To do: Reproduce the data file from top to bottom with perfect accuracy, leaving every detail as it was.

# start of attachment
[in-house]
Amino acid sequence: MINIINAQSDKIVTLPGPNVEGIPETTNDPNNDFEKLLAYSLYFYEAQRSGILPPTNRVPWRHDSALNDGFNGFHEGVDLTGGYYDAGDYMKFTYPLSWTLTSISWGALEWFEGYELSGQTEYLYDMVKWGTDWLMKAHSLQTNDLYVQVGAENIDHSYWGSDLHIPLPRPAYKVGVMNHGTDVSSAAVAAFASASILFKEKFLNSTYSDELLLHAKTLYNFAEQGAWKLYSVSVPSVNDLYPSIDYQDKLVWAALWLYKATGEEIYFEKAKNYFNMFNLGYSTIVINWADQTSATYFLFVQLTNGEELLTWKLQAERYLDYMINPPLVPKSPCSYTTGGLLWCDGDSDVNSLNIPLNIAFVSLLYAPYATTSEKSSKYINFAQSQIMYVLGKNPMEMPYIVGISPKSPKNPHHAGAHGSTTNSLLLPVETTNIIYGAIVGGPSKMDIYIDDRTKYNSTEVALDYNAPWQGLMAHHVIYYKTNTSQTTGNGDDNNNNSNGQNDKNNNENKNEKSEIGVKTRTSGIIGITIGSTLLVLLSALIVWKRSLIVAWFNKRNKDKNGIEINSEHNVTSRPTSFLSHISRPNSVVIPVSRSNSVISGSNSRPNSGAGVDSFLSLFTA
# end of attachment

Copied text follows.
[in-house]
Amino acid sequence: MINIINAQSDKIVTLPGPNVEGIPETTNDPNNDFEKLLAYSLYFYEAQRSGILPPTNRVPWRHDSALNDGFNGFHEGVDLTGGYYDAGDYMKFTYPLSWTLTSISWGALEWFEGYELSGQTEYLYDMVKWGTDWLMKAHSLQTNDLYVQVGAENIDHSYWGSDLHIPLPRPAYKVGVMNHGTDVSSAAVAAFASASILFKEKFLNSTYSDELLLHAKTLYNFAEQGAWKLYSVSVPSVNDLYPSIDYQDKLVWAALWLYKATGEEIYFEKAKNYFNMFNLGYSTIVINWADQTSATYFLFVQLTNGEELLTWKLQAERYLDYMINPPLVPKSPCSYTTGGLLWCDGDSDVNSLNIPLNIAFVSLLYAPYATTSEKSSKYINFAQSQIMYVLGKNPMEMPYIVGISPKSPKNPHHAGAHGSTTNSLLLPVETTNIIYGAIVGGPSKMDIYIDDRTKYNSTEVALDYNAPWQGLMAHHVIYYKTNTSQTTGNGDDNNNNSNGQNDKNNNENKNEKSEIGVKTRTSGIIGITIGSTLLVLLSALIVWKRSLIVAWFNKRNKDKNGIEINSEHNVTSRPTSFLSHISRPNSVVIPVSRSNSVISGSNSRPNSGAGVDSFLSLFTA